‘They may actually experience some kind of positive emotional states, even if rudimentary, like other larger fluffy, or not so fluffy, animals do. 

‘This sort of finding has implications to our understanding of sentience and welfare of insects and will, hopefully, encourage us to respect and protect life on Earth ever more.’ 

For the study, researchers filmed 45 bumblebees as they made their way through a specially-created ‘experimental arena’.

It was designed to give them the option of walking through an unobstructed path to reach a feeding area or deviate from this path into an area with 18 wooden balls.

In all, 12 of the balls were spray painted yellow or purple, while the remaining six balls were left with their original wooden colour. 

The arena was designed to give bees the option of walking through an unobstructed path to reach a feeding area or deviate from this path into areas with wooden balls. Shown here is the experimental set-up with sucrose (S) and pollen (P) marked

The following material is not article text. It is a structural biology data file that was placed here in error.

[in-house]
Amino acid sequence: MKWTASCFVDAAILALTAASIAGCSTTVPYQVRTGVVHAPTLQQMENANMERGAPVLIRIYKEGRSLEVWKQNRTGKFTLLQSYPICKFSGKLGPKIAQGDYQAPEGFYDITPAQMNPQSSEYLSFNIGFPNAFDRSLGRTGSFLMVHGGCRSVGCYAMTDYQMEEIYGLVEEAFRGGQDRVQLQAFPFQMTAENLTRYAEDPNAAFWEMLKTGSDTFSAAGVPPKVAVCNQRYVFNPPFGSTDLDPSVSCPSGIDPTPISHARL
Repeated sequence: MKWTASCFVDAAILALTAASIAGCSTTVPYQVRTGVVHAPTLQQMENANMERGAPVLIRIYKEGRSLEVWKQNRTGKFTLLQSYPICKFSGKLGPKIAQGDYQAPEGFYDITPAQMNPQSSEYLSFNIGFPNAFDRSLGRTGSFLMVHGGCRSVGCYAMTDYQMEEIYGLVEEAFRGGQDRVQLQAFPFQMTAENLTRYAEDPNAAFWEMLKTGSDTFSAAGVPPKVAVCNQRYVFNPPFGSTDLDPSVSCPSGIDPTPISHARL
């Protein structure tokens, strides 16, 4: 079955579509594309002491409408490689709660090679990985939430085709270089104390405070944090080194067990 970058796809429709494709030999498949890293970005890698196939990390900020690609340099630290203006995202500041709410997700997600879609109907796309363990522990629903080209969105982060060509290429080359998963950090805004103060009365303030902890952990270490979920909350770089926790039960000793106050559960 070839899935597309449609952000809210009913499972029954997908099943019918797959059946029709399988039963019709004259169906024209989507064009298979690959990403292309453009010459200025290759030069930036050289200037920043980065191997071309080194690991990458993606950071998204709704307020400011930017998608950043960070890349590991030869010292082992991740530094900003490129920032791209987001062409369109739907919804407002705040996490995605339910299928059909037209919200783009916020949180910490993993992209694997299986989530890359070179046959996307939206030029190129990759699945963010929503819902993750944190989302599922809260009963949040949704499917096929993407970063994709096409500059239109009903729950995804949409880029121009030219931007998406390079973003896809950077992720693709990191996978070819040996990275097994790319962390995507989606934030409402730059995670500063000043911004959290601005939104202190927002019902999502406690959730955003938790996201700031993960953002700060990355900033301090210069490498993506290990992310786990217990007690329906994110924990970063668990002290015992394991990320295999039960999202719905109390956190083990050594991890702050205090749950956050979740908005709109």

The arena was designed to give bees the option of walking through an unobstructed path to reach a feeding area or deviate from this path into areas with wooden balls. Shown here is the experimental set-up with sucrose (S) and pollen (P) marked 

In all, 12 of the balls were spray painted yellow or purple, while the remaining six balls were left with their original wooden colour

In all, 12 of the balls were spray painted yellow or purple, while the remaining six balls were left with their original wooden colour

According to the team, repeated ball-rolling behaviour suggested that the act was voluntary and 'inherently rewarding' for the bees

According to the team, repeated ball-rolling behaviour suggested that the act was voluntary and ‘inherently rewarding’ for the bees

BUMBLEBEES FEEL PAIN AND SHOULD BE INCLUDED IN ANIMAL WELFARE LAWS 

Researchers from Queen Mary University of London have revealed that bumblebees can feel pain.